“If it’s raining at any point north of us, in the watershed, eventually that water comes to us. So people should expect water levels will rise,” he said. “We do not have a calculation of how much. Obviously this is going to sustain the event for some period of time longer.”

Snow and ice are still present in some areas near waterways, further stressing the system. “Huge amounts of debris” is also present in much of the flood water, Smith said, and is getting caught in chokepoints in the river.

Construction crews worked overnight to restructure flooded Beaumont Drive, which is the only roadway connecting the heavily-impacted areas of Beaumont Farms and Alport Bay area to the town. A “significant amount of large gauge aggregate” is being used to raise the road to a level that allows drivers the ability to discern “where the road ends and where the river begins.”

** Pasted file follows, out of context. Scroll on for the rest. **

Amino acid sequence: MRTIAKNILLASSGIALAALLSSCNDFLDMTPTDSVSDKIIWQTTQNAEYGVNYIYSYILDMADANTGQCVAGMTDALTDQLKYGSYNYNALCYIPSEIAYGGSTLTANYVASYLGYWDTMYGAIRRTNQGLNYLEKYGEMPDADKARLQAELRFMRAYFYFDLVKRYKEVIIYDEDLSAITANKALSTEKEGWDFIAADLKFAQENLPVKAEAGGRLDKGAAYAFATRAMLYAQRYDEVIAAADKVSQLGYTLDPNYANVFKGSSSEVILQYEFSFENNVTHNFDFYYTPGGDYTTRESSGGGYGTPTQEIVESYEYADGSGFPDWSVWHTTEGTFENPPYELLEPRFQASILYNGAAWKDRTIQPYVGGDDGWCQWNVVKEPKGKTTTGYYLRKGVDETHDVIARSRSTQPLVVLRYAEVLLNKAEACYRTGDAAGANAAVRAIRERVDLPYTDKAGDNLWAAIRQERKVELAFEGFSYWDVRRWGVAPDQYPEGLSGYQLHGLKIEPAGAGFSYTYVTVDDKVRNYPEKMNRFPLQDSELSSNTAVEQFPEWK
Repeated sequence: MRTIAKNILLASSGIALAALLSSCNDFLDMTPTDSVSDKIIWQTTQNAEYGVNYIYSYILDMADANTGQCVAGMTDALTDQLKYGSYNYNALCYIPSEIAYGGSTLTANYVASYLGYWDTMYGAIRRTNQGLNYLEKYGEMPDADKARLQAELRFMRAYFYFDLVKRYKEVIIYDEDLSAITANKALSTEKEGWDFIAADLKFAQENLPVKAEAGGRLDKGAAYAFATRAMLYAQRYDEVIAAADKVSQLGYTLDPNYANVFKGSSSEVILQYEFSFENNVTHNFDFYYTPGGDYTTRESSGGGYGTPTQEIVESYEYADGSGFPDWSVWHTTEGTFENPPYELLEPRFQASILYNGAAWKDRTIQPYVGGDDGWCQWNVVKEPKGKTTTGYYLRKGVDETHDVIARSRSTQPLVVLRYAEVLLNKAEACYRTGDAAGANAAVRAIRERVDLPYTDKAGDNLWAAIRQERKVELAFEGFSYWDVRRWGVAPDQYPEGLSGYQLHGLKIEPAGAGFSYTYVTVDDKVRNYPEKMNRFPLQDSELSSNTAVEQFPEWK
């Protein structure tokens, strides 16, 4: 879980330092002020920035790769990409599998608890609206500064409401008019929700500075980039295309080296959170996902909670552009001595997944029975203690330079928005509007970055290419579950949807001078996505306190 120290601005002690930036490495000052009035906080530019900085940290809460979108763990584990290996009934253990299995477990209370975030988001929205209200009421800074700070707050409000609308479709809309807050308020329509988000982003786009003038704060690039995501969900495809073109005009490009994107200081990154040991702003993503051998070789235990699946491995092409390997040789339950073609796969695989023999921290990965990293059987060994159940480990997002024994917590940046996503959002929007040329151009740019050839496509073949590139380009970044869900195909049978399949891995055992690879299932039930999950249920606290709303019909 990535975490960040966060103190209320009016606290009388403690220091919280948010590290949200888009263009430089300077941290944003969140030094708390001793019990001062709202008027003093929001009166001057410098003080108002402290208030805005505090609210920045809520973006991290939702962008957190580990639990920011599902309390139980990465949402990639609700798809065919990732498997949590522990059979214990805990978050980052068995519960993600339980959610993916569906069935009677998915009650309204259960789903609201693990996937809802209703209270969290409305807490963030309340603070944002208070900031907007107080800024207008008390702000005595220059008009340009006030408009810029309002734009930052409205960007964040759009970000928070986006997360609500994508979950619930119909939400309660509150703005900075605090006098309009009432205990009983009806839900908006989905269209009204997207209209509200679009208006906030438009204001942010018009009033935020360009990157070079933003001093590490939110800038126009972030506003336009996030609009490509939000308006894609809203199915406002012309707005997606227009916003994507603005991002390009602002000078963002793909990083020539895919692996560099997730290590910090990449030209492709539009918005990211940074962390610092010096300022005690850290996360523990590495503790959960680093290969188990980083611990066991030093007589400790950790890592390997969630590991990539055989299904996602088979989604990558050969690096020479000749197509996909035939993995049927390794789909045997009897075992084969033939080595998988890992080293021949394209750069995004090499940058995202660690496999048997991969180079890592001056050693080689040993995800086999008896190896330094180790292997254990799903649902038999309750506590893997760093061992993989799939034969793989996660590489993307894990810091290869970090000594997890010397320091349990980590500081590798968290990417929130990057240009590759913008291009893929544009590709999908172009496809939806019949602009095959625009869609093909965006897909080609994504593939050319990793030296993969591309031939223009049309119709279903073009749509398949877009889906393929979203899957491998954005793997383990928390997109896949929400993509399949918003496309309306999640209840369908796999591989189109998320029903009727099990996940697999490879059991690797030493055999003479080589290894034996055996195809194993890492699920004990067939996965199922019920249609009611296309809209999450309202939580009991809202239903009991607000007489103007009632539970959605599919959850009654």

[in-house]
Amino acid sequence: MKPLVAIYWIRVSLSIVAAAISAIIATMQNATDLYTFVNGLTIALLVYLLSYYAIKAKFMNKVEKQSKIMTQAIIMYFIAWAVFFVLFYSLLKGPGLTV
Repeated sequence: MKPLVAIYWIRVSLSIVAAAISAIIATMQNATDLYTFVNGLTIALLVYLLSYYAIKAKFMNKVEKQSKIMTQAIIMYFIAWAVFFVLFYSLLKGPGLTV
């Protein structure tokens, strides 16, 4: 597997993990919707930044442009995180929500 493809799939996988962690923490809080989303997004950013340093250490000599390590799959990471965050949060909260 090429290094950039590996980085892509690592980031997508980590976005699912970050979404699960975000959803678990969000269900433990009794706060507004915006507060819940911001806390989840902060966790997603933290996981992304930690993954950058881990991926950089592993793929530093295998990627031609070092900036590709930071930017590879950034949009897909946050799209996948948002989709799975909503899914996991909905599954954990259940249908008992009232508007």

“We’ve got too many low-lying roads, that’s really what that says,” the mayor said.

“It’s tens of thousands of dollars in one shot, but it keeps people safe, so it’s worth it.”

Officials went door-to-door in some neighbourhoods of Bracebridge on Wednesday and urged residents to evacuate. In badly flooded areas, such as Springdale Shores and Cedar Shores, power has been cut off to some homes.

The mayor emphasized that residents still in their homes who change their minds and need help evacuating will be assisted at any time, simply by calling 211. People living near the South Branch of the Muskoka River – where floods have swelled rapidly – are being advised to call 211 to advise the town if they intend on staying put, as they could be virtually unreachable due to road closures.